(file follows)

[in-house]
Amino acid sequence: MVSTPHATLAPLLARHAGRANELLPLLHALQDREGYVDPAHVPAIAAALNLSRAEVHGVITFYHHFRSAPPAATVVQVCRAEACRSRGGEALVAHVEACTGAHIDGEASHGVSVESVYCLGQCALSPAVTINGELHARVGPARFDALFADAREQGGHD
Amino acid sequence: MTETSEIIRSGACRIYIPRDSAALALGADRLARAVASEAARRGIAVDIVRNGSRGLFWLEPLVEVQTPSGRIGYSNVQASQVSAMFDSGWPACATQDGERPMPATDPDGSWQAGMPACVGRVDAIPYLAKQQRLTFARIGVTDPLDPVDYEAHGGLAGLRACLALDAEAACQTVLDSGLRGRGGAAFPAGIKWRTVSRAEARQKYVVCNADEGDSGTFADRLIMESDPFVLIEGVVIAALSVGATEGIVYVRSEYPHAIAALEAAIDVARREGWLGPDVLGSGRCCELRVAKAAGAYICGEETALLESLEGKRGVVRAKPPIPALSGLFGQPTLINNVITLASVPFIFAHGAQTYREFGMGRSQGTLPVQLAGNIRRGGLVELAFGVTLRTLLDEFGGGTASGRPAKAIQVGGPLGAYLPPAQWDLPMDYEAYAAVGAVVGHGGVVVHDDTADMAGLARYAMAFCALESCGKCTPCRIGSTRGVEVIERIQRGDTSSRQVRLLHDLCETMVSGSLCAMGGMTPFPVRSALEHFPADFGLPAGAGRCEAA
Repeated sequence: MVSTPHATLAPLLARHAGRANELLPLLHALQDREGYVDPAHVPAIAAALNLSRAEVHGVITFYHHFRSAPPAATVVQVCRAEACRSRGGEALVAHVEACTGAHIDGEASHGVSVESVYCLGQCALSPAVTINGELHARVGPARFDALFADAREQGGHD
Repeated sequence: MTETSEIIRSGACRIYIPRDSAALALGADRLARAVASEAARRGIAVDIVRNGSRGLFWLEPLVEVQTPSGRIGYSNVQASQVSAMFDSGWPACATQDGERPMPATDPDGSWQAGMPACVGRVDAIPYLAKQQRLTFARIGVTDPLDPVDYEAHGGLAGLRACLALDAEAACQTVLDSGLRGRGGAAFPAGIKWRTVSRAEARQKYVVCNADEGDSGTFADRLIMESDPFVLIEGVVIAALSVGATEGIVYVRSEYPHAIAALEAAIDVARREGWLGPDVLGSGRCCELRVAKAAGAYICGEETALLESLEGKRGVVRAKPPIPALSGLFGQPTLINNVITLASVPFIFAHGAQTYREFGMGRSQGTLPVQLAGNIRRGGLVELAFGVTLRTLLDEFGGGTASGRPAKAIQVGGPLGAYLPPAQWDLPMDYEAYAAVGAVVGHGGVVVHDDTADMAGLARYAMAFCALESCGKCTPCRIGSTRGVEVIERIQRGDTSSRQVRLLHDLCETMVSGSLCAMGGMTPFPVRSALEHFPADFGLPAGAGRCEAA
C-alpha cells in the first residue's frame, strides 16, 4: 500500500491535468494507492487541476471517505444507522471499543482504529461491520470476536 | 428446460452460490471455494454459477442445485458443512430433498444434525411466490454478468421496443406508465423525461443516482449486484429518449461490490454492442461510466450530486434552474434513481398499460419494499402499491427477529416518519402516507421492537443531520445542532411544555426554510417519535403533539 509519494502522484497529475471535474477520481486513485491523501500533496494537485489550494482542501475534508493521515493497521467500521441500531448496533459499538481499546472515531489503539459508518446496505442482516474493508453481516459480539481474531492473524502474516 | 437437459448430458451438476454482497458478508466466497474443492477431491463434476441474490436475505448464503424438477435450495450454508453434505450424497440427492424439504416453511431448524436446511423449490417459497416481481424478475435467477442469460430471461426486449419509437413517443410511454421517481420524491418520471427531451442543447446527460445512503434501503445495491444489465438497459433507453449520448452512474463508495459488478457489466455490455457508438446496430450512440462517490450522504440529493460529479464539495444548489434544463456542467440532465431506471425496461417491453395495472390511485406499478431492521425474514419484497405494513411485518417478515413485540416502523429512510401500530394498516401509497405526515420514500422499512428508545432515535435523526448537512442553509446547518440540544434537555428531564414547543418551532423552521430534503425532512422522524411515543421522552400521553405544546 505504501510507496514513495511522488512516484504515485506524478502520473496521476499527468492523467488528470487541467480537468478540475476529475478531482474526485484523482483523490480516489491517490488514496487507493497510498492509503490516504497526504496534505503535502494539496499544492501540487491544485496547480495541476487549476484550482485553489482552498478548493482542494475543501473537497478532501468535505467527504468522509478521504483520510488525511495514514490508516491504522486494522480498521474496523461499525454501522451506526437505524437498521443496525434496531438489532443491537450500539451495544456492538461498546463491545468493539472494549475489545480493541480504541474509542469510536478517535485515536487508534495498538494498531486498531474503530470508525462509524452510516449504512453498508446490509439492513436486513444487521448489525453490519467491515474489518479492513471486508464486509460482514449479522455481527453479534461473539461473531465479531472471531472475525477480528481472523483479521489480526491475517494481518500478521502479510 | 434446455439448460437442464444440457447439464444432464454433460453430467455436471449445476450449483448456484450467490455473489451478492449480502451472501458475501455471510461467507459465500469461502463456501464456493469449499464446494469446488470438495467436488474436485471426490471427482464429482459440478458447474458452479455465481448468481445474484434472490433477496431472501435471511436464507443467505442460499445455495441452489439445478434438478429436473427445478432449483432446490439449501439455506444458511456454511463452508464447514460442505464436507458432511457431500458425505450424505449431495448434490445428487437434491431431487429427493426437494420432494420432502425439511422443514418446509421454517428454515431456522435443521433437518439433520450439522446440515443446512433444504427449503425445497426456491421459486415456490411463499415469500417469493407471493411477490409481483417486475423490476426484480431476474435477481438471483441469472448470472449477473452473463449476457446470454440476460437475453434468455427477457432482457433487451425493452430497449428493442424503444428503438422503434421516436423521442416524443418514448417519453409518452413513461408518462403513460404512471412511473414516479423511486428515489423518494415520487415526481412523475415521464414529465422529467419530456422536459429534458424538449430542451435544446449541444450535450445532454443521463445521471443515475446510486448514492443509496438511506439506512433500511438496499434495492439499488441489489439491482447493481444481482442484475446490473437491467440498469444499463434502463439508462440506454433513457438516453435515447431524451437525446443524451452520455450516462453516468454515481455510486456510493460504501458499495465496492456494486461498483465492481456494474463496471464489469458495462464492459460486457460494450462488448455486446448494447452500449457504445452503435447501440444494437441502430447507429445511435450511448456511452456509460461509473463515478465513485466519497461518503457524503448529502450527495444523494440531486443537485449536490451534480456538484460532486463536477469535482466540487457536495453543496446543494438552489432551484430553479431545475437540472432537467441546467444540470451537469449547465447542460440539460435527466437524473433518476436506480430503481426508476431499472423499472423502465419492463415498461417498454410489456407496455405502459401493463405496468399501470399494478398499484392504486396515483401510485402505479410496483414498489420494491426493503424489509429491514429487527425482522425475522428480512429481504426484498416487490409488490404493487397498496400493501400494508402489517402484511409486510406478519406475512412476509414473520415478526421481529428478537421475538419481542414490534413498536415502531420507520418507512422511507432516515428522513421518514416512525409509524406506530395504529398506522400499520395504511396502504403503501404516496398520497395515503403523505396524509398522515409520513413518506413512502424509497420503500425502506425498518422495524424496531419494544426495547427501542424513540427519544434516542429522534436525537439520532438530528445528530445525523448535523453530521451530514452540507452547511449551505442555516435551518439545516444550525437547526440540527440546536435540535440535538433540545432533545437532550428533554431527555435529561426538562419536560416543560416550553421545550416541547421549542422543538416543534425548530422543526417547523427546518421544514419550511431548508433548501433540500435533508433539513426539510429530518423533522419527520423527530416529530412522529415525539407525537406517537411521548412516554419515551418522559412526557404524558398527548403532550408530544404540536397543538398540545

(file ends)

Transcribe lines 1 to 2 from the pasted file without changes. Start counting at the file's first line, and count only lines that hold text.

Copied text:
[in-house]
Amino acid sequence: MVSTPHATLAPLLARHAGRANELLPLLHALQDREGYVDPAHVPAIAAALNLSRAEVHGVITFYHHFRSAPPAATVVQVCRAEACRSRGGEALVAHVEACTGAHIDGEASHGVSVESVYCLGQCALSPAVTINGELHARVGPARFDALFADAREQGGHD